On the 31st January 1953 three hundred people lost their lives when a surge tide broke through the sea defences on England’s east coast. Fifty years later, we ask the question, are we due for another such disaster?
Climate change is set to re-shape the East Anglian coastline as our sea defences are put under increasing pressure and the protective and highly productive salt marsh is washed away. With an increasing number of houses being protected by crumbling sea walls, government spending on this particular line of defence is being stretched thin.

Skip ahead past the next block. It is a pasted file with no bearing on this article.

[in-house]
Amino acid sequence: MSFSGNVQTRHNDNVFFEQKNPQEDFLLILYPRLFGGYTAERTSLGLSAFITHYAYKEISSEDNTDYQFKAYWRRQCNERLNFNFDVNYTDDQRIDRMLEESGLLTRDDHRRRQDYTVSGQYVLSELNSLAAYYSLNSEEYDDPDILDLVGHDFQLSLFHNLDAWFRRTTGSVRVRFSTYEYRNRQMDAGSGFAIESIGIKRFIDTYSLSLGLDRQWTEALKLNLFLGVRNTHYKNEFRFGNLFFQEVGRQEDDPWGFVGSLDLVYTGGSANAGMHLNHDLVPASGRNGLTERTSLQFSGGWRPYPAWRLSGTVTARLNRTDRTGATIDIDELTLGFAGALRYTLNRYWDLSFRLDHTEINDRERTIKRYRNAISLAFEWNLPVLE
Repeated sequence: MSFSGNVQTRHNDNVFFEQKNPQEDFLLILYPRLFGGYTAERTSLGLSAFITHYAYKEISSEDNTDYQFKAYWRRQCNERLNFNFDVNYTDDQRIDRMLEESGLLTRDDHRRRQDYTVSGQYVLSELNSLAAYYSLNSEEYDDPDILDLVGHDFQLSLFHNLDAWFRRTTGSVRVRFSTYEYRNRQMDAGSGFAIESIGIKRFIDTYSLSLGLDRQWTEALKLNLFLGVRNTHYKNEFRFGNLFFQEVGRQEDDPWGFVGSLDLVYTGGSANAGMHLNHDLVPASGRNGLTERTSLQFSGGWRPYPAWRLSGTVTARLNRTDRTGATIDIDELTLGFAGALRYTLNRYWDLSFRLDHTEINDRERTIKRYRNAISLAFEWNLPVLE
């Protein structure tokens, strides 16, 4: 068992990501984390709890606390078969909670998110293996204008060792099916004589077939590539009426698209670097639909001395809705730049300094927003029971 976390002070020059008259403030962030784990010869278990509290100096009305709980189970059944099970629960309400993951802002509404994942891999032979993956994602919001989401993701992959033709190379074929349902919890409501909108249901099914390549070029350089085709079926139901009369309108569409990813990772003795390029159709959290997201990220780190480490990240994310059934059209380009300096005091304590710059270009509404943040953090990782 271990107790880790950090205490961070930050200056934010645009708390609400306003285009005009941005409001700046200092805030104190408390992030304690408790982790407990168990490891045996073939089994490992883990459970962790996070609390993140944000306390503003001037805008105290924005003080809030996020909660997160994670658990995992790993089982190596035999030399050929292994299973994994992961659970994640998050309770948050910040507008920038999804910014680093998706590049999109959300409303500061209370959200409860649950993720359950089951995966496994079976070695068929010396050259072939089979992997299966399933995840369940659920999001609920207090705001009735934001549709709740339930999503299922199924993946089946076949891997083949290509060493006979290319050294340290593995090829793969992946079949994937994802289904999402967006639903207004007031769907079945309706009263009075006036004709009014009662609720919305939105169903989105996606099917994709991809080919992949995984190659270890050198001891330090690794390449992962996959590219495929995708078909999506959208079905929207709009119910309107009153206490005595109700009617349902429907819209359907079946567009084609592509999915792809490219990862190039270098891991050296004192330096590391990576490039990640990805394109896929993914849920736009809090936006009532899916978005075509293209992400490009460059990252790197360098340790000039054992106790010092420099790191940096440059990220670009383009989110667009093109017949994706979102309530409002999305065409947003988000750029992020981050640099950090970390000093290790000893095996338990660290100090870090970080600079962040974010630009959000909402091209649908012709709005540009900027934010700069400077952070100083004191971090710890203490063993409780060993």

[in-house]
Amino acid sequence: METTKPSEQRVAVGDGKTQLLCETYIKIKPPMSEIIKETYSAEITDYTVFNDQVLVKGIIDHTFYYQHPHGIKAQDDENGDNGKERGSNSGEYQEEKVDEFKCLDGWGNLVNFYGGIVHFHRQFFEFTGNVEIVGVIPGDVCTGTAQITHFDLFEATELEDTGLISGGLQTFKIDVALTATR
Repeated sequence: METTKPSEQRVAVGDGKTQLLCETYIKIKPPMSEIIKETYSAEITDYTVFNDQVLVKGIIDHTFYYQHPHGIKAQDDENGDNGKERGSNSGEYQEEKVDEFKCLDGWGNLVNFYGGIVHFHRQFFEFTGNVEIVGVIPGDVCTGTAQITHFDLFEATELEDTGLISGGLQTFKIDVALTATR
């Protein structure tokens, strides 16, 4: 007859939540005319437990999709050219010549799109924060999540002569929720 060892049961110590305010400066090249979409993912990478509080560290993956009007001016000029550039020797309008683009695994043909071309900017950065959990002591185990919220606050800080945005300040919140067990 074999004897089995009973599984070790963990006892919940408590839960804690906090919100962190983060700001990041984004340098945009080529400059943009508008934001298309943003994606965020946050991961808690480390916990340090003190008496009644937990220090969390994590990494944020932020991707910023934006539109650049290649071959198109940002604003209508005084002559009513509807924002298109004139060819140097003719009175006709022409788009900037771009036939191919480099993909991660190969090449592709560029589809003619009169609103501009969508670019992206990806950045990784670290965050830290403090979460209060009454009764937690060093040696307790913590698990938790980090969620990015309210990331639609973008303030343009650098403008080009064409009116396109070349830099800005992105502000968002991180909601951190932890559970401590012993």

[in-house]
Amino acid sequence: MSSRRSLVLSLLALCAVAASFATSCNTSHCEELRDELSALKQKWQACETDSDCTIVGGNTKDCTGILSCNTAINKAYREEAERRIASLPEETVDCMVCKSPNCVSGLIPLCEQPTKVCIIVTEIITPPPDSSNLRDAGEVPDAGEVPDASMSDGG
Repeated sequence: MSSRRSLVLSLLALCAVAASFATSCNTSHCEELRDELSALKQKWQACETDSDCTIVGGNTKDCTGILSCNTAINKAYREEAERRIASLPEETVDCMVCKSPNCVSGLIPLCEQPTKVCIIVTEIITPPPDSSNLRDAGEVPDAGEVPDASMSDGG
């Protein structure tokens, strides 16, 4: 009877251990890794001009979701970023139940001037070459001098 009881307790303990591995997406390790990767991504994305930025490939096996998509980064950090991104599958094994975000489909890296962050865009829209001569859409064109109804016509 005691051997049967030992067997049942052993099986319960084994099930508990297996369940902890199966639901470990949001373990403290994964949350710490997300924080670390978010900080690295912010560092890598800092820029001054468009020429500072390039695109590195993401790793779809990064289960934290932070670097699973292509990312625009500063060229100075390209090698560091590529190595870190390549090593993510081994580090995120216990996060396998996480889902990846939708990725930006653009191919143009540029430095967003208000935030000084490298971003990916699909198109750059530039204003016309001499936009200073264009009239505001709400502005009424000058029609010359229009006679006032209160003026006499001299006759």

A controversial new scheme is being pioneered at Abbotts Hall in Essex, which is being overseen by Mark Dixon of the Environment Agency. His vision is one of retreat: a section of sea wall has been flattened, allowing the sea to reclaim the land. Mark hopes the inundated farmland will revert to salt marsh - an endangered habitat vital for our coastal wildlife. But he has another theory: by giving the water a place to go during a surge tide he can relieve the pressure on the sea walls, protecting homes and industry, thus avoiding a repeat of the devastating 1953 floods. The Abbotts Hall scheme will provide the data that will either support or destroy his theory and could determine the fate of England’s east coast.